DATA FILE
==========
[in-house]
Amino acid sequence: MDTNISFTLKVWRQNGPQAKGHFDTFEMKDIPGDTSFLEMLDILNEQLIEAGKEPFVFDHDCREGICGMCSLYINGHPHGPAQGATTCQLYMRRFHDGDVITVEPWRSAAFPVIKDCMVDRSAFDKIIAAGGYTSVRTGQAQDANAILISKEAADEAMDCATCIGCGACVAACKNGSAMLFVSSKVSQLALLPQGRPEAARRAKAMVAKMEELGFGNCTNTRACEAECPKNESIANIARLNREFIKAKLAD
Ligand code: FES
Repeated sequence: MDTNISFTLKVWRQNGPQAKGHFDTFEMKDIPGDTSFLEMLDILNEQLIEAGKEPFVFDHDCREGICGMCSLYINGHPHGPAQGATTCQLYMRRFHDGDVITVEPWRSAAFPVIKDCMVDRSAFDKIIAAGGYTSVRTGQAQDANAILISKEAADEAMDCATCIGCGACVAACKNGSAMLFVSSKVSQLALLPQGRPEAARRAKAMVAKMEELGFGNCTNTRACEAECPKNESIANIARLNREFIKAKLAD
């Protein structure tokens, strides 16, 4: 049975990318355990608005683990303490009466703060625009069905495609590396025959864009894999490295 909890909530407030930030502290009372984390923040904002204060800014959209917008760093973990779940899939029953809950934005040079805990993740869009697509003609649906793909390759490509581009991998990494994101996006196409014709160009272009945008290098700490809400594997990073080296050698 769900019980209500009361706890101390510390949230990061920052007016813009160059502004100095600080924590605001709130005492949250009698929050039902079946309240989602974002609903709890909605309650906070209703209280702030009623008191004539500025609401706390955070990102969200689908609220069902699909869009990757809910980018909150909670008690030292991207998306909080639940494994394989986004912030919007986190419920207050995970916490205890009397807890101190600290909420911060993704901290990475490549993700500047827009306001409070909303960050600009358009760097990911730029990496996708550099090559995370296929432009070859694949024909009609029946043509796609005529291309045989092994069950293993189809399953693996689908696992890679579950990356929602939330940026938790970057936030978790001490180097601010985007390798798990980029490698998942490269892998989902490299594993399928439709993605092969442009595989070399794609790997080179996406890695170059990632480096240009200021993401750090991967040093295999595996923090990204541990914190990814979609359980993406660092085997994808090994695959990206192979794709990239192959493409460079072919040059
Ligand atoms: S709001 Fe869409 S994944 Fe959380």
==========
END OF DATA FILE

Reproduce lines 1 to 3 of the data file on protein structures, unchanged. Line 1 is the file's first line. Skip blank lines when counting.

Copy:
[in-house]
Amino acid sequence: MDTNISFTLKVWRQNGPQAKGHFDTFEMKDIPGDTSFLEMLDILNEQLIEAGKEPFVFDHDCREGICGMCSLYINGHPHGPAQGATTCQLYMRRFHDGDVITVEPWRSAAFPVIKDCMVDRSAFDKIIAAGGYTSVRTGQAQDANAILISKEAADEAMDCATCIGCGACVAACKNGSAMLFVSSKVSQLALLPQGRPEAARRAKAMVAKMEELGFGNCTNTRACEAECPKNESIANIARLNREFIKAKLAD
Ligand code: FES